Sex and Sexuality: Romance Relationships in Media

simon and kaylee from firefly

Sex and Sexuality: Romance Relationships in Media

So here’s the thing…I hate arbitrary romance plotlines in popular media. Be it The Walking Dead TV show (damn it, Andrea) or a popular book defacing religion, forced romance will always kill my interest. The last thing I want to see when consuming media is the trope-y protagonist hooking up with a character meant to be the eye candy. Or mind candy. Usually both.

But when there’s an interesting story with engaging characters, forming relationships that feel real, I’m hooked. Not even just limited to romance, but bonds forged in fire and tested by trials that hold strong through the end. Fast friendships, passionate romance, emotional foundations built on trust, respect, and time: these make for a good read. It’s not seeing the sparkly teenager in your chemistry class who’s been 17 for a long time.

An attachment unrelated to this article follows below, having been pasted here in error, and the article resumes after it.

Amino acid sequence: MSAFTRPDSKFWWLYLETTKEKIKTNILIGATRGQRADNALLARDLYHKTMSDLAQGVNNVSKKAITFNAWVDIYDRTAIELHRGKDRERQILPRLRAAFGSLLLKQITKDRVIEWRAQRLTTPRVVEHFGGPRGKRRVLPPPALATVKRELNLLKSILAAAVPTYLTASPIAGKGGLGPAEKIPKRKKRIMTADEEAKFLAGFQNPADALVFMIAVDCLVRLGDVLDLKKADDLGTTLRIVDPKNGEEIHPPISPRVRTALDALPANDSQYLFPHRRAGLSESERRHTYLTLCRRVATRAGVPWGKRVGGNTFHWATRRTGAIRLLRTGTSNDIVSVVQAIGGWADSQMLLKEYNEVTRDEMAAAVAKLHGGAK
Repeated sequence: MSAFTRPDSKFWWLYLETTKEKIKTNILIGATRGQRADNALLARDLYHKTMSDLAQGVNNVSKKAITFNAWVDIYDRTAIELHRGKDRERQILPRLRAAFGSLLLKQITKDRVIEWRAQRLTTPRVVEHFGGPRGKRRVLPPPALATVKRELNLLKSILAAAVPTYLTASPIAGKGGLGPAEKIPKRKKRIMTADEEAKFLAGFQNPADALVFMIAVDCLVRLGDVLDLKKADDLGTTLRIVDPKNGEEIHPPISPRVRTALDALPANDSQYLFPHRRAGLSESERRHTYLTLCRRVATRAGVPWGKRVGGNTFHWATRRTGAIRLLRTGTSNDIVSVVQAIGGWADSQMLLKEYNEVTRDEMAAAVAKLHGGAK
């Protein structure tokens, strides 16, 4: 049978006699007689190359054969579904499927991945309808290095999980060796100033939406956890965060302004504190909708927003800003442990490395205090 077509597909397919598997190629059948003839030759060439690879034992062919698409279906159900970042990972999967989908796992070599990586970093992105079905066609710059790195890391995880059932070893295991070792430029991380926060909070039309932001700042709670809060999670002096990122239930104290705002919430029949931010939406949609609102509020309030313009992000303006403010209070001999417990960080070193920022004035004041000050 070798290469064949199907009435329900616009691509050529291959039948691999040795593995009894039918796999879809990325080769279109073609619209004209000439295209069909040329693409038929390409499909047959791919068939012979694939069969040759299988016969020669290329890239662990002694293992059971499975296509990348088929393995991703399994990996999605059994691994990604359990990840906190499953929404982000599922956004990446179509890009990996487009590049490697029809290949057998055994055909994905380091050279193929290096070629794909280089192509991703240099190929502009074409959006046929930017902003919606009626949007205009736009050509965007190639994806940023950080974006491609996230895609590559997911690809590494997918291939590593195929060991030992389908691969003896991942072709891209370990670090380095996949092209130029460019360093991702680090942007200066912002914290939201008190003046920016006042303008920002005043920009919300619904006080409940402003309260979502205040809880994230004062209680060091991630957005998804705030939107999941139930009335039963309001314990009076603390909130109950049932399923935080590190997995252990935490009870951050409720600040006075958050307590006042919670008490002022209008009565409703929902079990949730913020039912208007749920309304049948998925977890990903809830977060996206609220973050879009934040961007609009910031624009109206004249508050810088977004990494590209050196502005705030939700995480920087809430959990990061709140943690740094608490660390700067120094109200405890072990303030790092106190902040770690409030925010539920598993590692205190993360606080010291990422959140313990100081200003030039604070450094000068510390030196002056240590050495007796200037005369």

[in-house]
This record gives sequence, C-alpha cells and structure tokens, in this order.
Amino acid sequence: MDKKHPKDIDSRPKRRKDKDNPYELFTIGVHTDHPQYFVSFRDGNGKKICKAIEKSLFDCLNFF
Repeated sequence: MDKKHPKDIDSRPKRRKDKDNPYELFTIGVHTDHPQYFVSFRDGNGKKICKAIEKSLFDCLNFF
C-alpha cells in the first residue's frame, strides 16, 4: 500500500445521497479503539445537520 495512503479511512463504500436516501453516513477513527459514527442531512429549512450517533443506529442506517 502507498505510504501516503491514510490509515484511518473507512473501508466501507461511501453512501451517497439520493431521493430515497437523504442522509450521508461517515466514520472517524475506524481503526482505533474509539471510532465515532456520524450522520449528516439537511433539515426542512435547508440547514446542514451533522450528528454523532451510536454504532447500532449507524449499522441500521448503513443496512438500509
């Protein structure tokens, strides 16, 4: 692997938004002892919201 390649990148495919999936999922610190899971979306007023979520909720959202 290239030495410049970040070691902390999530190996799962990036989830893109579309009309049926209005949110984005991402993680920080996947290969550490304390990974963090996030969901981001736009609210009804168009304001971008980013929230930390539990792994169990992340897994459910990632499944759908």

So move over Romeo and Juliet, let’s look at what makes a well-established relationship in media, and what falls flat.

Hot and/or Cold

I mentioned when TGE read Becky Chambers’ The Long Way to a Small, Angry Planet that a meaningful relationship isn’t built on fleeing a horde of undead or crashing a ship on an island. It’s not something that just happens. In Planet, the relationships the reader was shown were either pre-established and fleshed out, or took time to simmer. Rosemary and Sissix don’t jump each other’s bones right from the get-go. They don’t do it right after being attacked by pirates. The relationship is brought to light after a scene of peace and homecoming, tempered with genuine concern built up over time.

Meanwhile, in the recent Ready Player One theatrical release, Parzival and Art3mis hook up after knowing each other for how long? A week? 10 days? Call me old-fashioned, but I’m fairly certain most people wouldn’t ask someone to be a partner in their multi-billion dollar company after knowing them for less than a month.